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This article in JEQ

  1. Vol. 26 No. 4, p. 1101-1106
    Received: Oct 17, 1996

    * Corresponding author(s): crice@asrr.arsusda.gov
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Air-Water Distribution of the Endosulfan Isomers

  1. Clifford P. Rice *,
  2. Sergei M. Chernyak,
  3. Cathleen J. Hapeman and
  4. Susanna Bilboulian
  1. Environmental Chemistry Laboratory, Natural Resources Institute, USDA-ARS, Beltsville, MD 20705;
    National Biological Service, Great Lakes Science Center, 1451 Green Rd., Ann Arbor, MI 48105.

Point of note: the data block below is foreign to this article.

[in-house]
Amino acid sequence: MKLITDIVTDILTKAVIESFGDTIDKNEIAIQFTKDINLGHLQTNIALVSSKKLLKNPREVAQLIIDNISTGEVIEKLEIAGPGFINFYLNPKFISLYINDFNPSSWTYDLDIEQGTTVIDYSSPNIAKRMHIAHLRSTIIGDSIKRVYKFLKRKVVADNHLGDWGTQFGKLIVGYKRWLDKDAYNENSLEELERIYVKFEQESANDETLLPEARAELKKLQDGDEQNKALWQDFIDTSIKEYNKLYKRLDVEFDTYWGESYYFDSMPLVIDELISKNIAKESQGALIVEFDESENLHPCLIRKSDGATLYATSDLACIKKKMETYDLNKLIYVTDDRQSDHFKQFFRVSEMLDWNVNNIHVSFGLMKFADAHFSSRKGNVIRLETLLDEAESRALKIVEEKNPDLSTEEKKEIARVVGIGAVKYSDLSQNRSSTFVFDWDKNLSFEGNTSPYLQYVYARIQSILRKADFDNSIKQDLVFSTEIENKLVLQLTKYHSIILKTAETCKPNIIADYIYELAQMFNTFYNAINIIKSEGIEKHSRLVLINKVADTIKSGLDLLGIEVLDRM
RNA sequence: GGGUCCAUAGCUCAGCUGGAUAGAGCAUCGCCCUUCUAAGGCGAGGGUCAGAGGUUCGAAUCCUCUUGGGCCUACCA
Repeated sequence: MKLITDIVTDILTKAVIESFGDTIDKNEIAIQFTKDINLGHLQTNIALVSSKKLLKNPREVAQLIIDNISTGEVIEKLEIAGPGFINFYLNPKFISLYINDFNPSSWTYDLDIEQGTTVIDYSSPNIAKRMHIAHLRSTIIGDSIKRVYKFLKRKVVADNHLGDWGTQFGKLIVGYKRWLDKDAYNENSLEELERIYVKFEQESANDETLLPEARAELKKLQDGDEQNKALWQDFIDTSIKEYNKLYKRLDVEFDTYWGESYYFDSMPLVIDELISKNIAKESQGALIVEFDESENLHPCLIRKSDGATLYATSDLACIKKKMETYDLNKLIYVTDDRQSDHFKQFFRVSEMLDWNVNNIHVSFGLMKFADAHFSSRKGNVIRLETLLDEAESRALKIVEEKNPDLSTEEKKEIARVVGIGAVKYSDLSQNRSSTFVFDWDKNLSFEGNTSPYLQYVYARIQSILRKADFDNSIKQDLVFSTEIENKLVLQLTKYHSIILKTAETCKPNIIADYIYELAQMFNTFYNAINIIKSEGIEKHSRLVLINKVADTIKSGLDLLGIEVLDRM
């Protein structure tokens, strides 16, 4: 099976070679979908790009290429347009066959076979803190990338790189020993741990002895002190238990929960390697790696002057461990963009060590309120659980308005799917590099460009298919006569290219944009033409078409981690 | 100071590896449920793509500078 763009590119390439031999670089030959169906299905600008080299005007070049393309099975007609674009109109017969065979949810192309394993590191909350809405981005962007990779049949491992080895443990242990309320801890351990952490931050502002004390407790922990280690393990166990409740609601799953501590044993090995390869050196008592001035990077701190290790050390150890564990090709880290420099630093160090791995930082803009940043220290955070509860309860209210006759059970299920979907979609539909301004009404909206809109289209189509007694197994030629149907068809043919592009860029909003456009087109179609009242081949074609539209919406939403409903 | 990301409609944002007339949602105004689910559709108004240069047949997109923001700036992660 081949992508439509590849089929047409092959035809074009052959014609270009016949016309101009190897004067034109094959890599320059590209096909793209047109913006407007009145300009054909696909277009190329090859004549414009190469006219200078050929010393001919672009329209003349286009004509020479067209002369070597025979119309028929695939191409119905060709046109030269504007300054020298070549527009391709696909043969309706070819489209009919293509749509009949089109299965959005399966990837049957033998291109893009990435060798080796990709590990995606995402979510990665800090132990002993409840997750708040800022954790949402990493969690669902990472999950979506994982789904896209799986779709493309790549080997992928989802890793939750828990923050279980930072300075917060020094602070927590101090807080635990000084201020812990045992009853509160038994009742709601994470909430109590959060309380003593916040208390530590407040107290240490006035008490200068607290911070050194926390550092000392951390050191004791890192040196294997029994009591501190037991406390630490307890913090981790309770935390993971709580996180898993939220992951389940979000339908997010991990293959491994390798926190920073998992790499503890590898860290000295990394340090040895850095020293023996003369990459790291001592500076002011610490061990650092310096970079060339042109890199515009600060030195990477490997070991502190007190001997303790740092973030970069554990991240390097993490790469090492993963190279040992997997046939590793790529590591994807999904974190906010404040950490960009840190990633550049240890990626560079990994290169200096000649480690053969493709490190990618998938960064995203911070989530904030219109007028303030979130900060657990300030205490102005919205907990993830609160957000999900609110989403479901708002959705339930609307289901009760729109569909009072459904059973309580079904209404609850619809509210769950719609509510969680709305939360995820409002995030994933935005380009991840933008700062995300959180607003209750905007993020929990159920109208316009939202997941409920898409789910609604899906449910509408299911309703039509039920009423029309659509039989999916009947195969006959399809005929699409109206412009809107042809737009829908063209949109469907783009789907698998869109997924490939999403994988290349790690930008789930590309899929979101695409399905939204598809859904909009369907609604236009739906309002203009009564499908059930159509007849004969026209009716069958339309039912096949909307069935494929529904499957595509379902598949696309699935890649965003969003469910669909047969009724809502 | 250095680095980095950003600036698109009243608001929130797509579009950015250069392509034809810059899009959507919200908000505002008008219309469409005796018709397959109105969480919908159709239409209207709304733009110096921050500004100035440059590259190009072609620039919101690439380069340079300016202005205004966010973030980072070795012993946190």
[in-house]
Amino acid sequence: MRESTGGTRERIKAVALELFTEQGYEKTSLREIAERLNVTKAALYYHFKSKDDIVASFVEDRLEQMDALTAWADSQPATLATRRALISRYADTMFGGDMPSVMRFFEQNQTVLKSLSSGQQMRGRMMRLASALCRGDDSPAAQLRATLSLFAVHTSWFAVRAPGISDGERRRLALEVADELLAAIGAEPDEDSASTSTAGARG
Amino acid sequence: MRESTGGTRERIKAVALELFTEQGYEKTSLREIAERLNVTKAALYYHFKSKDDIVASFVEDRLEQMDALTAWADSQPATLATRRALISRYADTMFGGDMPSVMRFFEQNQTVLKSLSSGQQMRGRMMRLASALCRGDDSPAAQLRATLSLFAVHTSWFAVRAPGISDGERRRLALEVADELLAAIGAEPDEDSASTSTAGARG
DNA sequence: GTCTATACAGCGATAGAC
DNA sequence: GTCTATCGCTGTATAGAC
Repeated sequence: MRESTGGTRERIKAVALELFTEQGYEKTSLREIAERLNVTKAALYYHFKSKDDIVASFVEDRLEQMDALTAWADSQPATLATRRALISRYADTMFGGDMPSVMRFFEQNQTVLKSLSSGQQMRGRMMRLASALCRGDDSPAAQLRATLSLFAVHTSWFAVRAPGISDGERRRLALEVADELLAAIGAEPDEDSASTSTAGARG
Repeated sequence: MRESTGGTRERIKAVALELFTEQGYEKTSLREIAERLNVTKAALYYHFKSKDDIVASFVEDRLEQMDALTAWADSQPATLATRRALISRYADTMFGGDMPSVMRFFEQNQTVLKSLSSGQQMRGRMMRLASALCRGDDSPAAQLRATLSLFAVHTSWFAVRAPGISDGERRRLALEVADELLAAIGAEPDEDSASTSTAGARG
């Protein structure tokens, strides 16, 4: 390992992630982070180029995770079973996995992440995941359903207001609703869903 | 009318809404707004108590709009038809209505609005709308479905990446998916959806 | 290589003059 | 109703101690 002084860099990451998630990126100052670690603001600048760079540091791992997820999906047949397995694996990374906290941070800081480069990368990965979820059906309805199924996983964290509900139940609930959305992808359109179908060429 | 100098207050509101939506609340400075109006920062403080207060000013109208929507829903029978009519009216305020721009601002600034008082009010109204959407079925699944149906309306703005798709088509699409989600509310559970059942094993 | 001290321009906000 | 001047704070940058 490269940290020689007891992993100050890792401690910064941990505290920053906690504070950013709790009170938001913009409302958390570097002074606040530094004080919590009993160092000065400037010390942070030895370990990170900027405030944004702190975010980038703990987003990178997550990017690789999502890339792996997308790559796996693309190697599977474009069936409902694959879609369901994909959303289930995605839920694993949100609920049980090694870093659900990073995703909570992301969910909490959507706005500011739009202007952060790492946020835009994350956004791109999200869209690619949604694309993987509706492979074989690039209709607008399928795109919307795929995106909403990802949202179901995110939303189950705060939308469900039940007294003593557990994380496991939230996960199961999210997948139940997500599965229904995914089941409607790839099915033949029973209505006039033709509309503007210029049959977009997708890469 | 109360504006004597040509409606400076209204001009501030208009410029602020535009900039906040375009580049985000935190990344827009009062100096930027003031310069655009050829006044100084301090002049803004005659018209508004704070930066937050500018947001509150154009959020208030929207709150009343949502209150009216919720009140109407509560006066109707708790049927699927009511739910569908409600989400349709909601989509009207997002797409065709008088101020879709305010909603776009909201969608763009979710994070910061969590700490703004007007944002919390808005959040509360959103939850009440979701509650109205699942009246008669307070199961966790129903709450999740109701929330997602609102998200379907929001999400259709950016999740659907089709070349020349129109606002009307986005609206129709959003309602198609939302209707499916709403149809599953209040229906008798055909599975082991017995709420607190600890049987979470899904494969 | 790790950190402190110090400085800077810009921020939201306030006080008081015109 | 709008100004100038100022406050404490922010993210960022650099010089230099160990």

The objective of this study was to experimentally characterize the air/water partitioning of the two major isomeric forms of commercially applied endosulfan. Henry's law constants (HLCs) or air/water partitioning constants for technical endosulfan (6,7,8,9,10-hexachloro-1,4,-5a,6,9,9a-hexahydro-6,9-methano-2,4,3-benzo-dioxathiepin-3-oxide) and its two major isomers, endosuifan I and endosulfan II, were experimentally determined using a wetted wall column (WWC) method. The HLC values for the isomers were significantly higher than their literature HLC values. The HLCs for salt water were higher than distilled water suggesting that the salt ions reduced the solubilities of the chemicals. The HLC of endosulfan I was log linearly related to change in temperature; however, no such relationship could be established for endosulfan II. When pure endosulfan II (99% endosulfan II and 1% endosulfan I) was allowed to equilibrate in the WWC apparatus, the ratio of endosulfan II to endosulfan I in the gas phase became 8:92 at 20°C. These results suggested that the II form of endosulfan was converting to the I form. This apparent conversion was observed to be temperature dependent. Air/water transfer of the endosulfan isomers was similar when either N or air was used as the gas phase. The ratio of endosulfan I to endosulfan II observed in the gas phase when HLC experiments with technical endosulfan were performed (91:9) were similar to ratios of the two isomers that are observed in field-collected air samples.

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